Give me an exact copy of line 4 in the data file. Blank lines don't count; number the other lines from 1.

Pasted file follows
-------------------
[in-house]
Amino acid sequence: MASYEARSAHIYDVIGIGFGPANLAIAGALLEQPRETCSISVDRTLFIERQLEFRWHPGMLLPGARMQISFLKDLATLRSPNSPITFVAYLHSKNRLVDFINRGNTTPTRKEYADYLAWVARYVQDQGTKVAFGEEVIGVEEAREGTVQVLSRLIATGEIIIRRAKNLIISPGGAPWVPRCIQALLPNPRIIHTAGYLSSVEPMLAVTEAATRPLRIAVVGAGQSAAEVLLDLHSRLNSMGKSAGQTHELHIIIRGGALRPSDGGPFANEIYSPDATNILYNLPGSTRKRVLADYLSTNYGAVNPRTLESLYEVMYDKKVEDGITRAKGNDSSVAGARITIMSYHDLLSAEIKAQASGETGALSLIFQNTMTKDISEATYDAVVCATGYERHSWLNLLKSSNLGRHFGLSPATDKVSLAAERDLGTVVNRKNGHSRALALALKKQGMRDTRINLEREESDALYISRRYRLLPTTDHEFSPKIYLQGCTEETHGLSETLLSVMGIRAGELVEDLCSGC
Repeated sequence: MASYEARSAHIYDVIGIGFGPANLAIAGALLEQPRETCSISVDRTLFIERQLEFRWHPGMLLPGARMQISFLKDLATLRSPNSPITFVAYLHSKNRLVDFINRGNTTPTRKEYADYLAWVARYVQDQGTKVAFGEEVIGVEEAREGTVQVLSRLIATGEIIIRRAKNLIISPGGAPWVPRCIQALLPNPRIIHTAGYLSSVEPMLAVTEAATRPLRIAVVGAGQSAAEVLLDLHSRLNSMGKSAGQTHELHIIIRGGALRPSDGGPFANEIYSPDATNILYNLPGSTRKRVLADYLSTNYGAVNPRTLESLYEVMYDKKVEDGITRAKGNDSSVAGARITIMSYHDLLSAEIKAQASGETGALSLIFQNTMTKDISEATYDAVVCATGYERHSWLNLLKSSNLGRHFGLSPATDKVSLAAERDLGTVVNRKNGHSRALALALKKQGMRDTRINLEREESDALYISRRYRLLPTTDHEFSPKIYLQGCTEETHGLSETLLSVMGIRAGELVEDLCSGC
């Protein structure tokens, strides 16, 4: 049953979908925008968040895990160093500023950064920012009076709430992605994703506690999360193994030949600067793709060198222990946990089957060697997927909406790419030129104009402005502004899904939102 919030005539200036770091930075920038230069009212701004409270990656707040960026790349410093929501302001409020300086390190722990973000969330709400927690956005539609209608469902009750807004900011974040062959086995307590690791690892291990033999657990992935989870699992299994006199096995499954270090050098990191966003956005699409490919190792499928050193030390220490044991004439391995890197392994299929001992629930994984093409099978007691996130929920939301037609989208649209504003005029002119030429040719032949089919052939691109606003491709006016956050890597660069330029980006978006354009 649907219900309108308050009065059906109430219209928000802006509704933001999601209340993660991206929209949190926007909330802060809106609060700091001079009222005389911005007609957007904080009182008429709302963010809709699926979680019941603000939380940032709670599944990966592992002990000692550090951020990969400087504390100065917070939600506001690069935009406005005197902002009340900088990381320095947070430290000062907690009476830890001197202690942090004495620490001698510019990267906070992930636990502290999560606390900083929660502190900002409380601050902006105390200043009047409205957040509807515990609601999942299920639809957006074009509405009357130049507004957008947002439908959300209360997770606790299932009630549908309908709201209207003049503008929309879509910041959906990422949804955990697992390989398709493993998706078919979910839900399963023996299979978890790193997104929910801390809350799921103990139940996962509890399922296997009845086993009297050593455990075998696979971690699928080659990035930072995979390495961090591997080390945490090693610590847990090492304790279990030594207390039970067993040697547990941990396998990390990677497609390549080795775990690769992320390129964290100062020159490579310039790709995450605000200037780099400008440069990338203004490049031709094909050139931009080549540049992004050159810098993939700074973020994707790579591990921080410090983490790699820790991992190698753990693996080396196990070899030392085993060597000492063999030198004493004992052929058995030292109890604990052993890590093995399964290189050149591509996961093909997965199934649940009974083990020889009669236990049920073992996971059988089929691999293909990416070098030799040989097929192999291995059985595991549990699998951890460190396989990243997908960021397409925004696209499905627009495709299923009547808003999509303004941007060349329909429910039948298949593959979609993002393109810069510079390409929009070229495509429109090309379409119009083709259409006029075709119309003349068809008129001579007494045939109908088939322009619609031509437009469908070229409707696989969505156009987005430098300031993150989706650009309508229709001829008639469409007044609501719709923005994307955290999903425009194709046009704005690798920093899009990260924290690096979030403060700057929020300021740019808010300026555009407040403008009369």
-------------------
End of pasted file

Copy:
């Protein structure tokens, strides 16, 4: 049953979908925008968040895990160093500023950064920012009076709430992605994703506690999360193994030949600067793709060198222990946990089957060697997927909406790419030129104009402005502004899904939102 919030005539200036770091930075920038230069009212701004409270990656707040960026790349410093929501302001409020300086390190722990973000969330709400927690956005539609209608469902009750807004900011974040062959086995307590690791690892291990033999657990992935989870699992299994006199096995499954270090050098990191966003956005699409490919190792499928050193030390220490044991004439391995890197392994299929001992629930994984093409099978007691996130929920939301037609989208649209504003005029002119030429040719032949089919052939691109606003491709006016956050890597660069330029980006978006354009 649907219900309108308050009065059906109430219209928000802006509704933001999601209340993660991206929209949190926007909330802060809106609060700091001079009222005389911005007609957007904080009182008429709302963010809709699926979680019941603000939380940032709670599944990966592992002990000692550090951020990969400087504390100065917070939600506001690069935009406005005197902002009340900088990381320095947070430290000062907690009476830890001197202690942090004495620490001698510019990267906070992930636990502290999560606390900083929660502190900002409380601050902006105390200043009047409205957040509807515990609601999942299920639809957006074009509405009357130049507004957008947002439908959300209360997770606790299932009630549908309908709201209207003049503008929309879509910041959906990422949804955990697992390989398709493993998706078919979910839900399963023996299979978890790193997104929910801390809350799921103990139940996962509890399922296997009845086993009297050593455990075998696979971690699928080659990035930072995979390495961090591997080390945490090693610590847990090492304790279990030594207390039970067993040697547990941990396998990390990677497609390549080795775990690769992320390129964290100062020159490579310039790709995450605000200037780099400008440069990338203004490049031709094909050139931009080549540049992004050159810098993939700074973020994707790579591990921080410090983490790699820790991992190698753990693996080396196990070899030392085993060597000492063999030198004493004992052929058995030292109890604990052993890590093995399964290189050149591509996961093909997965199934649940009974083990020889009669236990049920073992996971059988089929691999293909990416070098030799040989097929192999291995059985595991549990699998951890460190396989990243997908960021397409925004696209499905627009495709299923009547808003999509303004941007060349329909429910039948298949593959979609993002393109810069510079390409929009070229495509429109090309379409119009083709259409006029075709119309003349068809008129001579007494045939109908088939322009619609031509437009469908070229409707696989969505156009987005430098300031993150989706650009309508229709001829008639469409007044609501719709923005994307955290999903425009194709046009704005690798920093899009990260924290690096979030403060700057929020300021740019808010300026555009407040403008009369």